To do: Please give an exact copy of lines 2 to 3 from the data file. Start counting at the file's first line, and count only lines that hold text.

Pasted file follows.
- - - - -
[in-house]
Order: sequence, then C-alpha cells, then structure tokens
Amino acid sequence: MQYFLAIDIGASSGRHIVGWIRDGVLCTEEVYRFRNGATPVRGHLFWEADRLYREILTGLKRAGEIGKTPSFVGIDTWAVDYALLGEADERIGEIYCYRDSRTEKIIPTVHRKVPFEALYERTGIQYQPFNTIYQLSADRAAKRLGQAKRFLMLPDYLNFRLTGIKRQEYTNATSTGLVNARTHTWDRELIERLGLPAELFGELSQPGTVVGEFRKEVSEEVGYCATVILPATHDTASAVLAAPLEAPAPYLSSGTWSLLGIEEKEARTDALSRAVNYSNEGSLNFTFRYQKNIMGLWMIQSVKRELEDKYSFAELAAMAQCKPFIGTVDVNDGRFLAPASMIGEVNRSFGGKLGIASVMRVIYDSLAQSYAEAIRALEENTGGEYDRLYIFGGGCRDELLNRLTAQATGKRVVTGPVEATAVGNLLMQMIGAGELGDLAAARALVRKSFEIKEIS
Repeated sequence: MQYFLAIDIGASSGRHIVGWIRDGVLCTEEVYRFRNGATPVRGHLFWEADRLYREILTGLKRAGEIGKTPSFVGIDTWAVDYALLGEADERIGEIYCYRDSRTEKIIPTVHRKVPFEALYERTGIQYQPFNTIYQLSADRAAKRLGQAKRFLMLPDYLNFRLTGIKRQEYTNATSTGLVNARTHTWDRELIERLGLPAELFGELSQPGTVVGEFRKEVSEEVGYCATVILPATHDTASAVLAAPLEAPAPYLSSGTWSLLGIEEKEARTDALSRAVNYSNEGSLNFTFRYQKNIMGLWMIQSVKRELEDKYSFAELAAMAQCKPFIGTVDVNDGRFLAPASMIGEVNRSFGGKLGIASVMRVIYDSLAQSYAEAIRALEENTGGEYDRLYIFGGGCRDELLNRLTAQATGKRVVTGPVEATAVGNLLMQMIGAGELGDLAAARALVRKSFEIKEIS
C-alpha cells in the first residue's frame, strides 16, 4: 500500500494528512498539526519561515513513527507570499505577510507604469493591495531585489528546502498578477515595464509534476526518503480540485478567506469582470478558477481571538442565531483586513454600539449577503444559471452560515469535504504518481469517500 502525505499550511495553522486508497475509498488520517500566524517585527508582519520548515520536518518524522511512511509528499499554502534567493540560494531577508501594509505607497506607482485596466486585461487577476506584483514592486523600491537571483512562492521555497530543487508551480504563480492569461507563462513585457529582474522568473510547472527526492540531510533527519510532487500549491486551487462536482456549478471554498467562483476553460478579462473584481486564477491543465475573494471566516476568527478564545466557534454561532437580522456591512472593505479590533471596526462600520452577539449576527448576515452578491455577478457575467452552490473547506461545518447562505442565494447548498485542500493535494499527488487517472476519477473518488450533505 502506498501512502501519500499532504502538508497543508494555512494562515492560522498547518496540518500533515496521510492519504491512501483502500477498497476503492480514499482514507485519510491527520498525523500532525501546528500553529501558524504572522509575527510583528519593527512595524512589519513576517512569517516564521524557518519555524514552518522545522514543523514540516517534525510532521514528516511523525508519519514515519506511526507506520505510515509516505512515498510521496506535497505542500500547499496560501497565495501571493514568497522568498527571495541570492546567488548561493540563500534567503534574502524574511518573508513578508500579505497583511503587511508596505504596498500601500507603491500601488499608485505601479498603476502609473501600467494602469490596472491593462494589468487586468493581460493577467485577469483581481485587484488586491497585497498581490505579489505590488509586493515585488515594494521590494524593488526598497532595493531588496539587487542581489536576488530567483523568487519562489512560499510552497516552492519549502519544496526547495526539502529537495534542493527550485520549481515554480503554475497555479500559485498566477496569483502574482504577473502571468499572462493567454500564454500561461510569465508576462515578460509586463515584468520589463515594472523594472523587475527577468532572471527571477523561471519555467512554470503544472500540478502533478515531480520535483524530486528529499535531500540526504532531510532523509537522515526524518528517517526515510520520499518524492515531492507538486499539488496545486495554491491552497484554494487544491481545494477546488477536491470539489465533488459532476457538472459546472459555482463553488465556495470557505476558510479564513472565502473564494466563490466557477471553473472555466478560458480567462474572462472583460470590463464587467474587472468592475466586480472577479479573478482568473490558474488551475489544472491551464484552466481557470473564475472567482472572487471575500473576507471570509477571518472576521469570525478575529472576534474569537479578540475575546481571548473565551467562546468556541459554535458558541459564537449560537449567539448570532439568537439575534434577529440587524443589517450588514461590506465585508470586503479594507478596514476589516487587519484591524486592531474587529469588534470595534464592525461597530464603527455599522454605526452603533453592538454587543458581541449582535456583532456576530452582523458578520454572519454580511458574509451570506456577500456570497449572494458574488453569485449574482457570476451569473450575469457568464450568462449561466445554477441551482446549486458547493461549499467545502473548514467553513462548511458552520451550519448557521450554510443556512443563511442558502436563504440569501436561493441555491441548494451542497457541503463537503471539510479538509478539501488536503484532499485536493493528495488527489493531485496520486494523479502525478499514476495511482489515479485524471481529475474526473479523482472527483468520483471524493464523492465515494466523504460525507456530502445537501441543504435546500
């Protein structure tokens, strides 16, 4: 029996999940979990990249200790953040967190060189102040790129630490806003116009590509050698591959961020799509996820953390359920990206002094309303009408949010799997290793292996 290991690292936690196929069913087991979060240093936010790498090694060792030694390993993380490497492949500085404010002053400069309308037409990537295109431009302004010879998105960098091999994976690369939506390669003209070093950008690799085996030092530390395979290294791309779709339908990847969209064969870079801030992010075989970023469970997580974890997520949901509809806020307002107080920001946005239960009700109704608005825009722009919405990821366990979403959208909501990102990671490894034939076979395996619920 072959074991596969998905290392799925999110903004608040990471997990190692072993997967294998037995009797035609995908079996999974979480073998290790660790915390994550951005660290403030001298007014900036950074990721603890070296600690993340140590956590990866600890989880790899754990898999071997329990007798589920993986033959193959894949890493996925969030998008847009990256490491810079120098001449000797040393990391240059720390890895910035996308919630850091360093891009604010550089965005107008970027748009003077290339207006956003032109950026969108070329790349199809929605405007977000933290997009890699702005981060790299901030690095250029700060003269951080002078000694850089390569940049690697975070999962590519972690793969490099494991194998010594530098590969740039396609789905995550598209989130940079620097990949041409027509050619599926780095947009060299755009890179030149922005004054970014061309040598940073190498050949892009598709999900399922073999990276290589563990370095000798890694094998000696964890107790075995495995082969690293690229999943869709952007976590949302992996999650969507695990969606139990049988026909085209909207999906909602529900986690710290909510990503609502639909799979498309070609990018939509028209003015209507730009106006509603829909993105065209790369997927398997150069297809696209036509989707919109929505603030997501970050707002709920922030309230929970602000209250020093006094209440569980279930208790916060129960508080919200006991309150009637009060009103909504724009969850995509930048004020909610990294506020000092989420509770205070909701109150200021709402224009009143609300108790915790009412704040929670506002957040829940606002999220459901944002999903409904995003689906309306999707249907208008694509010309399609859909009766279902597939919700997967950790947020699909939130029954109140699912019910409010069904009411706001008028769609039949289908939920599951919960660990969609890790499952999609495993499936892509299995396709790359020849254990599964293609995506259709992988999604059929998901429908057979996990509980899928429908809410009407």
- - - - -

Order: sequence, then C-alpha cells, then structure tokens
Amino acid sequence: MQYFLAIDIGASSGRHIVGWIRDGVLCTEEVYRFRNGATPVRGHLFWEADRLYREILTGLKRAGEIGKTPSFVGIDTWAVDYALLGEADERIGEIYCYRDSRTEKIIPTVHRKVPFEALYERTGIQYQPFNTIYQLSADRAAKRLGQAKRFLMLPDYLNFRLTGIKRQEYTNATSTGLVNARTHTWDRELIERLGLPAELFGELSQPGTVVGEFRKEVSEEVGYCATVILPATHDTASAVLAAPLEAPAPYLSSGTWSLLGIEEKEARTDALSRAVNYSNEGSLNFTFRYQKNIMGLWMIQSVKRELEDKYSFAELAAMAQCKPFIGTVDVNDGRFLAPASMIGEVNRSFGGKLGIASVMRVIYDSLAQSYAEAIRALEENTGGEYDRLYIFGGGCRDELLNRLTAQATGKRVVTGPVEATAVGNLLMQMIGAGELGDLAAARALVRKSFEIKEIS